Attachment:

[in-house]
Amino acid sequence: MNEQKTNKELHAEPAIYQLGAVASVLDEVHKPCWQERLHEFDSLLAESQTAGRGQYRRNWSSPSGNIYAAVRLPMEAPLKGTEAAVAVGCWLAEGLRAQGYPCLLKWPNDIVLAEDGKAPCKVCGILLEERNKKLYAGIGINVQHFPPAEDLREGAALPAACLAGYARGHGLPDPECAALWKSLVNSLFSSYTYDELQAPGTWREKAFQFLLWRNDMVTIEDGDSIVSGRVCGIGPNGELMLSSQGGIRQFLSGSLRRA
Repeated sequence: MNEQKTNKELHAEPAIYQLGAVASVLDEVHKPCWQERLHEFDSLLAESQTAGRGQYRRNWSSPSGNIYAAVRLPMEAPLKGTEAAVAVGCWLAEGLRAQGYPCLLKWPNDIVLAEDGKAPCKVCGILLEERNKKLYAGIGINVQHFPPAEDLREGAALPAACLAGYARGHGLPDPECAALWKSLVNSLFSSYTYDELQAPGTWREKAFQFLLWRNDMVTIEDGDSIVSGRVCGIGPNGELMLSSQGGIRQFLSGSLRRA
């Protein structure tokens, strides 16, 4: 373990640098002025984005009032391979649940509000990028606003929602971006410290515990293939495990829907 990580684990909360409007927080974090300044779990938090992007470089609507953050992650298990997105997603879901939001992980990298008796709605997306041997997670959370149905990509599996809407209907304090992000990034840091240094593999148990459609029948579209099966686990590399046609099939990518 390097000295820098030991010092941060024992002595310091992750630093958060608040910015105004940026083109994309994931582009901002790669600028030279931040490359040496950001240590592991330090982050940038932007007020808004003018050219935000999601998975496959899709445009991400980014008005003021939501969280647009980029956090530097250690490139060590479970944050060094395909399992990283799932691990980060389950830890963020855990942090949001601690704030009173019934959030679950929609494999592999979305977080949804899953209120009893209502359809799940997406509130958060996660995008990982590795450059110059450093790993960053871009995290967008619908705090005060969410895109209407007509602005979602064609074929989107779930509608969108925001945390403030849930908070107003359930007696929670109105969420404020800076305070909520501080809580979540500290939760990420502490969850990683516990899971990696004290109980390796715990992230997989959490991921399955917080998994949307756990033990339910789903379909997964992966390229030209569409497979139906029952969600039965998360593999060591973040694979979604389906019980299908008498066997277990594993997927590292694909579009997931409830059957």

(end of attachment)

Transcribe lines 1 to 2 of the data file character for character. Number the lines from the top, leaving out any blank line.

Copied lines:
[in-house]
Amino acid sequence: MNEQKTNKELHAEPAIYQLGAVASVLDEVHKPCWQERLHEFDSLLAESQTAGRGQYRRNWSSPSGNIYAAVRLPMEAPLKGTEAAVAVGCWLAEGLRAQGYPCLLKWPNDIVLAEDGKAPCKVCGILLEERNKKLYAGIGINVQHFPPAEDLREGAALPAACLAGYARGHGLPDPECAALWKSLVNSLFSSYTYDELQAPGTWREKAFQFLLWRNDMVTIEDGDSIVSGRVCGIGPNGELMLSSQGGIRQFLSGSLRRA